Toronto missing persons investigations review draws to a close; report expected next year

By Mark Douglas

After almost two years, and after some 1,200 people having their say, now it’s time to figure out what is right and wrong in the way Toronto police handle missing person cases.

Mark Sandler is the lead counsel to the Independent Civilian Review of Missing Person Investigations in Toronto. He says in total the review heard from 1,200 people. This included everyone from the most marginalized members of society to police officers.

The process began in Dec. 2018, and the final town hall meeting was held in a virtual format last Wednesday night.

Undoubtedly, says Sandler, the cases connected to the Bruce McArthur serial killings became the prime focus of their work.

McArthur preyed on men from Toronto’s gay village, who were later reported missing but not found until long after they had been killed.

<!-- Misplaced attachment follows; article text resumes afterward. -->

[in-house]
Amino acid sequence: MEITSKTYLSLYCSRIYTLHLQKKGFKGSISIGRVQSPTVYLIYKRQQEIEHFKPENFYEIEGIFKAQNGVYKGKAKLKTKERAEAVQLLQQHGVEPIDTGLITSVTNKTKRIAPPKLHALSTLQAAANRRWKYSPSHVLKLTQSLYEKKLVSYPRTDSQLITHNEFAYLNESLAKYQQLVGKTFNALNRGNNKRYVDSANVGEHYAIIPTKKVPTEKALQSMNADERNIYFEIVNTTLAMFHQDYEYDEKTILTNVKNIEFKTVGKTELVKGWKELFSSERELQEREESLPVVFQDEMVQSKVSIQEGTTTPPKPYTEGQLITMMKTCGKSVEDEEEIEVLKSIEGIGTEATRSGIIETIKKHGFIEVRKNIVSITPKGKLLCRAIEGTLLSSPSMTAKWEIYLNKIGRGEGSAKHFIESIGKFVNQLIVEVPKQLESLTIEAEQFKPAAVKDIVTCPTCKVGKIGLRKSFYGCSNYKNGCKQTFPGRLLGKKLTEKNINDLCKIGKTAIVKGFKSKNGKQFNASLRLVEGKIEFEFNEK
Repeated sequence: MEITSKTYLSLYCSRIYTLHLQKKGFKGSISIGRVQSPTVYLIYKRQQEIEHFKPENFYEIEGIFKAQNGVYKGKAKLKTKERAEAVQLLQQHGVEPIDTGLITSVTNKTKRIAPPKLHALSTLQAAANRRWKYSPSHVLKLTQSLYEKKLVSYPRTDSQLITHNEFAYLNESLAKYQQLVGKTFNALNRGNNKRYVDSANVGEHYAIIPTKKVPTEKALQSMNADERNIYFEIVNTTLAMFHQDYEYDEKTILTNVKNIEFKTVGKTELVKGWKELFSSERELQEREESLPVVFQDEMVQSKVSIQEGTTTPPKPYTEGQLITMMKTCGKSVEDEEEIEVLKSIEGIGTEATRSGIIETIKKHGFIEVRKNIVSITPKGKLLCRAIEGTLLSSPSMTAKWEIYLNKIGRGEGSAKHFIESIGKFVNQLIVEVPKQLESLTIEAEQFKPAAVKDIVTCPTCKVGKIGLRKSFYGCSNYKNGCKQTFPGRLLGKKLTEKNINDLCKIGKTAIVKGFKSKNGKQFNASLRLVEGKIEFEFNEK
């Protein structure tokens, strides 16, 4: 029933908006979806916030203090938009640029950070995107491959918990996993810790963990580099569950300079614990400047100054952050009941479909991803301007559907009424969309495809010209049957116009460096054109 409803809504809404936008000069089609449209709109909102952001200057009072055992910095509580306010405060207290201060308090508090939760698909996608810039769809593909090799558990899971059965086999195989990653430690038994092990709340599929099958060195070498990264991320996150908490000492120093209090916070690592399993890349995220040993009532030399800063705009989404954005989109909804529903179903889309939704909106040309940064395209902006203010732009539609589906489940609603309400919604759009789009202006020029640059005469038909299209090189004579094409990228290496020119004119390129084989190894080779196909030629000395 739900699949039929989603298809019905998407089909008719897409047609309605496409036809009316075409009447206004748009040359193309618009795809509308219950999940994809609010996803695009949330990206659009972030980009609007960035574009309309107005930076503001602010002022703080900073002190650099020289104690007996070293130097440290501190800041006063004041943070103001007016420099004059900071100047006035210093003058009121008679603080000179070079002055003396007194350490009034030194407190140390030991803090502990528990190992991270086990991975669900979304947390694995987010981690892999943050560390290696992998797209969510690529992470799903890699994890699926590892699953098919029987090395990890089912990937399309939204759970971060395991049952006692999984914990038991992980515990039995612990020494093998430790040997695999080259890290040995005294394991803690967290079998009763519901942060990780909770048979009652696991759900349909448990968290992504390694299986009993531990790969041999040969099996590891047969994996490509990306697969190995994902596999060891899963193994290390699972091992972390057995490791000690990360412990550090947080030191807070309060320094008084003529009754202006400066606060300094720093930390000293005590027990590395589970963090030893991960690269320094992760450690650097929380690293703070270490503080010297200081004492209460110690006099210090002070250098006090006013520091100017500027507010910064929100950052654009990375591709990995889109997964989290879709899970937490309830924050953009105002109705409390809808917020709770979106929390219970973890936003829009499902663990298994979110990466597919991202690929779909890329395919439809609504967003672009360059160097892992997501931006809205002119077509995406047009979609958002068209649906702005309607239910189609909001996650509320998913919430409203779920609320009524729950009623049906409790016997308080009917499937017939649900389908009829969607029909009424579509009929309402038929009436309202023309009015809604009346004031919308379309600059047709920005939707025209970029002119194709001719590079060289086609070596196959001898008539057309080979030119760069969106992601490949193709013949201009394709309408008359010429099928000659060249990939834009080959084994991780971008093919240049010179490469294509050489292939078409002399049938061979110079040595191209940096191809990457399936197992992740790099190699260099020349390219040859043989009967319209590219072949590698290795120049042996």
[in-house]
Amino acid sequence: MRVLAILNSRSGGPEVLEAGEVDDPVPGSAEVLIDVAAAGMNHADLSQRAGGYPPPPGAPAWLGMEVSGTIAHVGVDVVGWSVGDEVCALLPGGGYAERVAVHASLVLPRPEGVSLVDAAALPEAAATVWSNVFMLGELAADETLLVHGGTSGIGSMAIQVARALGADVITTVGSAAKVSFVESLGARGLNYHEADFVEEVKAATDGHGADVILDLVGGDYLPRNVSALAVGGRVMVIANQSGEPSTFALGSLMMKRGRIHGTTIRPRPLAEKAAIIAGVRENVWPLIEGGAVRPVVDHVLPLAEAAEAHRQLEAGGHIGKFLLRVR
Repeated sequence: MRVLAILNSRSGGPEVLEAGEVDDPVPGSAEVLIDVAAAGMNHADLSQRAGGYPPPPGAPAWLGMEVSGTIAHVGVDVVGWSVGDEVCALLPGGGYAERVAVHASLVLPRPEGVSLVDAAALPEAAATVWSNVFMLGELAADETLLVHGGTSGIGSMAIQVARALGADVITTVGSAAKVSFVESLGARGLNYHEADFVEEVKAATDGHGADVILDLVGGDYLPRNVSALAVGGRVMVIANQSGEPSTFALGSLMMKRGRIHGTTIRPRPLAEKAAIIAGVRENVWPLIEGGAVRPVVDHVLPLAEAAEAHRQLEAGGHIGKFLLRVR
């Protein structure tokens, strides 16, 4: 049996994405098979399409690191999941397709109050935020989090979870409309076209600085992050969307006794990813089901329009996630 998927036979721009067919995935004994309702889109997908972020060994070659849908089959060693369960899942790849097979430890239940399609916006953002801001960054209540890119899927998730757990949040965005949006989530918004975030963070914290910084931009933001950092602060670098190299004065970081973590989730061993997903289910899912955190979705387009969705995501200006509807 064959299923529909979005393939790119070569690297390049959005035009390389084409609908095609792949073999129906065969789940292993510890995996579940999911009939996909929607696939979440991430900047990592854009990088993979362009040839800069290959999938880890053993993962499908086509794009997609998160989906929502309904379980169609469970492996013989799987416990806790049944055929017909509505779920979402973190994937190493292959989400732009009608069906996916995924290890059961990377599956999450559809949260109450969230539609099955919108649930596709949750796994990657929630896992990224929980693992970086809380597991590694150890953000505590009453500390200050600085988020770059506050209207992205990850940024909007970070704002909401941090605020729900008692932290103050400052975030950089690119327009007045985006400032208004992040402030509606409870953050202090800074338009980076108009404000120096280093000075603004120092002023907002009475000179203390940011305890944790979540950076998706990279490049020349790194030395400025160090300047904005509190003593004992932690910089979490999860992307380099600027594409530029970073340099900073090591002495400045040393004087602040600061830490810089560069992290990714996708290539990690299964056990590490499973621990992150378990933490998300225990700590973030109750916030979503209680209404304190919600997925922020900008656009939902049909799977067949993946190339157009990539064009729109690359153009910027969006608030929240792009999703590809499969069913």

Sandler says there is no way to capture what all 1,200 people had to say —  but the comments covered a wide spectrum.

“We heard quite a bit of anger,” he said.

He points out there was no Missing Persons Unit within Toronto Police until the aftermath of the McArthur killings.

One idea Sandler says that came up during the consultations was that police adopt a model used in the United Kingdom– community groups, social agencies, even civilians help out with the missing person cases — even when there has been no apparent crime.

Sandler adds that the model was already being considered before the hearings began.

Retired judge, Gloria Epstein is set to release her report and recommendations in late Jan. 2021.

People can still submit written comments online.

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